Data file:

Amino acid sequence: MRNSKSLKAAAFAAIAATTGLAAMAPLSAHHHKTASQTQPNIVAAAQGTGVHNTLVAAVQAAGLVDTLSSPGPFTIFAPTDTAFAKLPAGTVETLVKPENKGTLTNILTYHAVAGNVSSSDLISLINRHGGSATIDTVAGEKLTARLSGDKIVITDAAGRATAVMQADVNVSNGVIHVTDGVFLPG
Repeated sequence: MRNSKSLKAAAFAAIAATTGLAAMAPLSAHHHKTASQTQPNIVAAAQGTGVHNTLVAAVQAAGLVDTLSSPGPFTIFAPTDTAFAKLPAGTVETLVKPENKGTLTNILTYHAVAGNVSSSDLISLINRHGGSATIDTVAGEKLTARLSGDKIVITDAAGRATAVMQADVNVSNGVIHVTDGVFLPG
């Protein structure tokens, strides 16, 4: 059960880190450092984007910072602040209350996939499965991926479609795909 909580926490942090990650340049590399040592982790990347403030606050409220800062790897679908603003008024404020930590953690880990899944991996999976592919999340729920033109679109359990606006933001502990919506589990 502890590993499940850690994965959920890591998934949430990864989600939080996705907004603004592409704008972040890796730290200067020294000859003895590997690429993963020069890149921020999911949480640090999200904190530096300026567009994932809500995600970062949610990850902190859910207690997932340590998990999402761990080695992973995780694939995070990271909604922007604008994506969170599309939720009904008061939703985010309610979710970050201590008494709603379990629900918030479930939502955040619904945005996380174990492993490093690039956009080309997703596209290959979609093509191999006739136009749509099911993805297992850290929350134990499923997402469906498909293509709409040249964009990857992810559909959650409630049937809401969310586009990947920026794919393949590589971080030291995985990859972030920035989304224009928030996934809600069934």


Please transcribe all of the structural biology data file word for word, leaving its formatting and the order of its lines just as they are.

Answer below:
Amino acid sequence: MRNSKSLKAAAFAAIAATTGLAAMAPLSAHHHKTASQTQPNIVAAAQGTGVHNTLVAAVQAAGLVDTLSSPGPFTIFAPTDTAFAKLPAGTVETLVKPENKGTLTNILTYHAVAGNVSSSDLISLINRHGGSATIDTVAGEKLTARLSGDKIVITDAAGRATAVMQADVNVSNGVIHVTDGVFLPG
Repeated sequence: MRNSKSLKAAAFAAIAATTGLAAMAPLSAHHHKTASQTQPNIVAAAQGTGVHNTLVAAVQAAGLVDTLSSPGPFTIFAPTDTAFAKLPAGTVETLVKPENKGTLTNILTYHAVAGNVSSSDLISLINRHGGSATIDTVAGEKLTARLSGDKIVITDAAGRATAVMQADVNVSNGVIHVTDGVFLPG
């Protein structure tokens, strides 16, 4: 059960880190450092984007910072602040209350996939499965991926479609795909 909580926490942090990650340049590399040592982790990347403030606050409220800062790897679908603003008024404020930590953690880990899944991996999976592919999340729920033109679109359990606006933001502990919506589990 502890590993499940850690994965959920890591998934949430990864989600939080996705907004603004592409704008972040890796730290200067020294000859003895590997690429993963020069890149921020999911949480640090999200904190530096300026567009994932809500995600970062949610990850902190859910207690997932340590998990999402761990080695992973995780694939995070990271909604922007604008994506969170599309939720009904008061939703985010309610979710970050201590008494709603379990629900918030479930939502955040619904945005996380174990492993490093690039956009080309997703596209290959979609093509191999006739136009749509099911993805297992850290929350134990499923997402469906498909293509709409040249964009990857992810559909959650409630049937809401969310586009990947920026794919393949590589971080030291995985990859972030920035989304224009928030996934809600069934």